- It enhances CLAIMS VALUE by charging one deductible or consolidating claims with one adjuster if multiple policies are involved.
Today the The Ready Campaign and the Ad Council released a new Public Service Announcement to help Americans Prepare for Severe Weather with Wireless Emergency Alerts (WEAs). There are many things that can save your life, and now your phone could be one of them. For more information visit www.Ready.gov/alerts.
You do not need to register to receive Wireless Emergency Alerts notifications. You will automatically receive alerts if you have WEA-capable phone and your wireless carrier participates in the program. To find out if your mobile device is capable of receiving WEA alerts, contact your mobile device carrier or visit this CTIA Customer Info Page
Yesterday I arranged an OSHA compliance assessment for a client of mine who has employees frequently working on rooftops to clean solar panels. This client is concerned about employees falling off the rooftops or ladders and asked for guidance on how to help prevent this from happening. They were very concerned about staying compliant with OSHA regulations too. So, we coordinated a meeting with a safety consultant to perform an OSHA compliance assessment (mock OSHA Audit). Here are a few action shots:
A lot of people have a misconception that insurance brokers are simply “quote messengers” and it drives me crazy. “Oh, I need insurance so I am going to call a handful of brokers, give them a few details, let them plug them into a computer and we’ll take the lowest price provided.” Don’t get me wrong, it’s nice to get multiple opinions and cover all the bases, but insurance brokers can and should provide a lot more value than this. In writing insurance for your business, finding the best policy for your needs is the first step, but what about all the other risks your business is exposed to?
Think about it….loss control and safety, human resources services, claims management, employee handbooks, etc. Who do you call when you need help with this stuff? I hope my clients are calling ME!
I have working relationships with highly trained safety consultants, HR professionals, payroll representatives, bookkeepers, etc. The list goes on. By starting with the basics, you can control those drivers that affect your insurance costs. When it comes to your business insurance, be proactive, not reactive when deciding on the right coverage for your protection.
Trust me, if you try to wing some policy together which you know nothing about, you’re going to pay a lot more than you ever would if you had an insurance partner do it right for you from the beginning. Don’t look for a quote messenger, look for a broker who’s going to be your partner and advocate in protecting your business.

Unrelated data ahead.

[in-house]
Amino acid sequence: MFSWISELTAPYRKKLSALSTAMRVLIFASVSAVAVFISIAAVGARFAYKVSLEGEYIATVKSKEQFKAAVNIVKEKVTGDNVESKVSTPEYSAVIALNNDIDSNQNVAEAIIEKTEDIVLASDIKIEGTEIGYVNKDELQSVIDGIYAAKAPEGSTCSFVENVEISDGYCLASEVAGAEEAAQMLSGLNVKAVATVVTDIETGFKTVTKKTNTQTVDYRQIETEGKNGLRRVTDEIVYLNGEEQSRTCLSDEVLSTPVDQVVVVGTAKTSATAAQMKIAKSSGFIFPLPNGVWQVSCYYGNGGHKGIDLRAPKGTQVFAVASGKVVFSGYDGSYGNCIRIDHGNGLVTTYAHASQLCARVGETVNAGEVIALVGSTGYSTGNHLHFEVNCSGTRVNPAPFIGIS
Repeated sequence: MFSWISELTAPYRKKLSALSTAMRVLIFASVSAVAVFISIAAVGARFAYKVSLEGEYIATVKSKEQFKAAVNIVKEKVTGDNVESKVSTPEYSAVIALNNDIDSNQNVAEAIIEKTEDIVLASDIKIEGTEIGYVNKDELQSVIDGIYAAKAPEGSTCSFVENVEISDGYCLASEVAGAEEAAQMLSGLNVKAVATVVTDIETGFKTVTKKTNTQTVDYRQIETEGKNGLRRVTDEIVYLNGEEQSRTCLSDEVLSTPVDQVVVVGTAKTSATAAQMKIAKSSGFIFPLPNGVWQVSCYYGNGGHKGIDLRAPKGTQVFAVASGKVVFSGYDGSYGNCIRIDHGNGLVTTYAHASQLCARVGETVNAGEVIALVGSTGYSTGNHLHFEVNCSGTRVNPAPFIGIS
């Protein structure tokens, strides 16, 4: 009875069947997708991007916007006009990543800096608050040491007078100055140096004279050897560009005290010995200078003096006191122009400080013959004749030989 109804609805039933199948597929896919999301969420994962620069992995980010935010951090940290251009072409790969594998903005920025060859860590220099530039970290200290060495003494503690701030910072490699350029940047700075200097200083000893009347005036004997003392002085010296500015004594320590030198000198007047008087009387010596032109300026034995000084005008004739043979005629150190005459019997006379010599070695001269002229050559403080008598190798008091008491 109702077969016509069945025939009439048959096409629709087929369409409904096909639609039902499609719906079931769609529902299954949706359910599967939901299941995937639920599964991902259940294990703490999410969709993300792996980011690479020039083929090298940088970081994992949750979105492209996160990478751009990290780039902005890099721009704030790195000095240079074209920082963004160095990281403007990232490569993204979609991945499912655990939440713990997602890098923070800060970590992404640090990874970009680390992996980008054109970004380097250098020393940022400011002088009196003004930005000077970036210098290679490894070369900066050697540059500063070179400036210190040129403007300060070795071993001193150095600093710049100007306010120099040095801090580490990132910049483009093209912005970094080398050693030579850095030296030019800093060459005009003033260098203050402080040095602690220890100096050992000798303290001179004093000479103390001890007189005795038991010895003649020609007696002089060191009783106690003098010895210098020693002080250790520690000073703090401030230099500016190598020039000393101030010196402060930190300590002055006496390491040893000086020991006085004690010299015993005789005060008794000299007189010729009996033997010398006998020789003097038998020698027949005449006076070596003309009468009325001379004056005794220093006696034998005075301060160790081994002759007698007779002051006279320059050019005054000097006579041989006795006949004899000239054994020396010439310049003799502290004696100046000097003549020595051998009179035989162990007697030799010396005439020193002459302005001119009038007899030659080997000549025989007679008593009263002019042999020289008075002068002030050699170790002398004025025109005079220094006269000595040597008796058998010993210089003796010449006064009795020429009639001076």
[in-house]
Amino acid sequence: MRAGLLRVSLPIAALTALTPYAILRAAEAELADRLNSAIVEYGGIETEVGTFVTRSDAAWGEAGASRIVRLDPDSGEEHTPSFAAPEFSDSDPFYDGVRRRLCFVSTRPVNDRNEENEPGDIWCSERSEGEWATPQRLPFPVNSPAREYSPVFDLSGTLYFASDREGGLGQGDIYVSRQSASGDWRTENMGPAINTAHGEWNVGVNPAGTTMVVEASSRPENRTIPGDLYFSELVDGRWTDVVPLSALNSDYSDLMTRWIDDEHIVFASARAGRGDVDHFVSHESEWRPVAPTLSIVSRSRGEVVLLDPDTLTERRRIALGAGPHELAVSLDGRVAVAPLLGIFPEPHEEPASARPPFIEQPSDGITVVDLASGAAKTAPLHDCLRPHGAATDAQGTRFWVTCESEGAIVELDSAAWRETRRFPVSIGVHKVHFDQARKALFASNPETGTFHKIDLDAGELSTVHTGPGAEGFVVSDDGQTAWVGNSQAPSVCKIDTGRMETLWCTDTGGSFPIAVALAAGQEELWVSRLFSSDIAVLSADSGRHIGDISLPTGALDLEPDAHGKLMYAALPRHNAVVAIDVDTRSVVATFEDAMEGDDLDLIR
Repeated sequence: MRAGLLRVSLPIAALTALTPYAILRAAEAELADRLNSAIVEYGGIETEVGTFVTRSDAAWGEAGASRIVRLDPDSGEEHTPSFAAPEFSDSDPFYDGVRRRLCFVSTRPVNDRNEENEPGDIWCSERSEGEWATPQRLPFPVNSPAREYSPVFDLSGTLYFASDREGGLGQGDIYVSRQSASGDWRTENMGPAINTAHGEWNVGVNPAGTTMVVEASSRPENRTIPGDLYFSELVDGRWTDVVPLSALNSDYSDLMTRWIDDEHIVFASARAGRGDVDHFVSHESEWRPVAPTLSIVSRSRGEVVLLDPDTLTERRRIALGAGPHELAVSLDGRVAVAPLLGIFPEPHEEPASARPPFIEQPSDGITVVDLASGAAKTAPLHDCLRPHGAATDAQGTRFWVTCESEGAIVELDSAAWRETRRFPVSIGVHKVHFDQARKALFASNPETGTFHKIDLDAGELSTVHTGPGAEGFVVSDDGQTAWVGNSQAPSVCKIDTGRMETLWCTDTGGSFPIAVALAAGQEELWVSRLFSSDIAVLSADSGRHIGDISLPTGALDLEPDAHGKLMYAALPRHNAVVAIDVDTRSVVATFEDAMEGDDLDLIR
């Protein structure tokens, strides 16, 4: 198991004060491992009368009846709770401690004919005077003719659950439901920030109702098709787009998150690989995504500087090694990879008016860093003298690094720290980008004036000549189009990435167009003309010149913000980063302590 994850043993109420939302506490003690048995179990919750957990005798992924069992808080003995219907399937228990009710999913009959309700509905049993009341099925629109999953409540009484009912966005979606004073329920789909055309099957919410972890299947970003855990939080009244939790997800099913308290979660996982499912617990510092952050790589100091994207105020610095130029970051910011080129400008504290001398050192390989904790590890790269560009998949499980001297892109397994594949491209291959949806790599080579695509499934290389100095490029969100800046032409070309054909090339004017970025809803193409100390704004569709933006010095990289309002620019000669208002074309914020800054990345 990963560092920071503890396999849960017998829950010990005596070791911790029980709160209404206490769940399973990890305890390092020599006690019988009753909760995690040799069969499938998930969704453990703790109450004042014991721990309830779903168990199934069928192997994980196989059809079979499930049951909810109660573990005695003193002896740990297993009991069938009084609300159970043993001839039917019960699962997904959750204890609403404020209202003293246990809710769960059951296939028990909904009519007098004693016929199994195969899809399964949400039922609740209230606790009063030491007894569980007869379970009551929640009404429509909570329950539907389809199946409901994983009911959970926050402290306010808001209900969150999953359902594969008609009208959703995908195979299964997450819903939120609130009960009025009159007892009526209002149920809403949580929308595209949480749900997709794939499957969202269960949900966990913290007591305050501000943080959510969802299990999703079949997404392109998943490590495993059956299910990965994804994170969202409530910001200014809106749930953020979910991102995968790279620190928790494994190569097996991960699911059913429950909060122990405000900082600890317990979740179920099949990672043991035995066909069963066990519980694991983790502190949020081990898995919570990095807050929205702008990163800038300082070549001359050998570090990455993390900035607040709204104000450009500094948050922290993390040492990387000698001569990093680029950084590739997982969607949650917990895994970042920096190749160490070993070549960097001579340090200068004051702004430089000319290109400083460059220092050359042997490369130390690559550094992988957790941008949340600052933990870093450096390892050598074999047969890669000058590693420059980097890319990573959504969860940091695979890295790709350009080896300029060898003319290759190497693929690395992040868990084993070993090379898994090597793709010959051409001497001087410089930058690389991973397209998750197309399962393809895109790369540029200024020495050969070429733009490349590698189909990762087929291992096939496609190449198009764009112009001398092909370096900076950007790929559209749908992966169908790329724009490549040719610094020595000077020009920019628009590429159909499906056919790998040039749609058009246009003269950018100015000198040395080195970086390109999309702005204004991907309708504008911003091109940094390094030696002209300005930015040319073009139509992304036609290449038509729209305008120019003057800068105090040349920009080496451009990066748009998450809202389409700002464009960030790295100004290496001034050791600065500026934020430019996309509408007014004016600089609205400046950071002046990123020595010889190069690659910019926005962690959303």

Working as a broker, I work with a lot of different carriers on behalf of my clients to place their business insurance. One of the major carriers that I work with is The Hartford, an AM Best A (Excellent) XV ($2B or Greater Financial Size) rated carrier. The Hartford’s a great carrier to work with if you have a small business.
Interested in what they have to offer? Contact me anytime to discuss. Maybe we can find you something competitive backed by great coverage.
Here’s a new video featuring their focus on small businesses insurance.
I can across this picture on Reddit today of an office getting pounded by water from a pipe burst in the ceiling:
Looking at this picture, I’ll guarantee you this business didn’t expect Niagara Falls to be suddenly pouring through their ceiling on this day.
Which leads me to the topic of insurance.
Insurance is intended to cover sudden and unexpected losses like burst pipes and fires among other things.
I talk to all different types of businesses on a weekly basis about their insurance. From offices to stores, manufacturers to distributors, and everything in between. A common sentiment I get when discussing coverage’s is, “I don’t need that, it’ll never happen to me.”
Let’s hope this business didn’t skimp out on insurance to save money thinking this would never happen to them. Not only is there a major property loss, but what about the downtime and all the intangibles you don’t even think about that result from a loss. What if you’re the business located downstairs?
The point is, a loss can happen to anyone, anytime. Be prepared. Be proactive, not reactive. A loss to this magnitude can put you out of business for good if your don’t have the proper risk management tools in place. Don’t wait to learn the hard way.